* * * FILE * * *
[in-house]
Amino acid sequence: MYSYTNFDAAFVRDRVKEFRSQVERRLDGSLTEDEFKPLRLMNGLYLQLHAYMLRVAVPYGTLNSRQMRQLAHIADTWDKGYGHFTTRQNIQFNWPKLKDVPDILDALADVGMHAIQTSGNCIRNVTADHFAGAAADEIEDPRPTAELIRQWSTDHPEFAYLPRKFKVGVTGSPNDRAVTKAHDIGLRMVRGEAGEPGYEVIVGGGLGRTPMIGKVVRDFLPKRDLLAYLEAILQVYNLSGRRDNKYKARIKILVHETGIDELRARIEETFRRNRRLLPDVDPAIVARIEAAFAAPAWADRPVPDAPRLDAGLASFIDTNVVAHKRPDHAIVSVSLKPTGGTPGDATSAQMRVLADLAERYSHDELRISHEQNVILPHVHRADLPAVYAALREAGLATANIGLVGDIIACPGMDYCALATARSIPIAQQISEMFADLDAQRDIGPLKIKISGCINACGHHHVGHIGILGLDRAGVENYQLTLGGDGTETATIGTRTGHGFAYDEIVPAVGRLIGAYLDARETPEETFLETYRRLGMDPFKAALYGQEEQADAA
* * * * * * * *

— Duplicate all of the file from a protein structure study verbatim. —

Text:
[in-house]
Amino acid sequence: MYSYTNFDAAFVRDRVKEFRSQVERRLDGSLTEDEFKPLRLMNGLYLQLHAYMLRVAVPYGTLNSRQMRQLAHIADTWDKGYGHFTTRQNIQFNWPKLKDVPDILDALADVGMHAIQTSGNCIRNVTADHFAGAAADEIEDPRPTAELIRQWSTDHPEFAYLPRKFKVGVTGSPNDRAVTKAHDIGLRMVRGEAGEPGYEVIVGGGLGRTPMIGKVVRDFLPKRDLLAYLEAILQVYNLSGRRDNKYKARIKILVHETGIDELRARIEETFRRNRRLLPDVDPAIVARIEAAFAAPAWADRPVPDAPRLDAGLASFIDTNVVAHKRPDHAIVSVSLKPTGGTPGDATSAQMRVLADLAERYSHDELRISHEQNVILPHVHRADLPAVYAALREAGLATANIGLVGDIIACPGMDYCALATARSIPIAQQISEMFADLDAQRDIGPLKIKISGCINACGHHHVGHIGILGLDRAGVENYQLTLGGDGTETATIGTRTGHGFAYDEIVPAVGRLIGAYLDARETPEETFLETYRRLGMDPFKAALYGQEEQADAA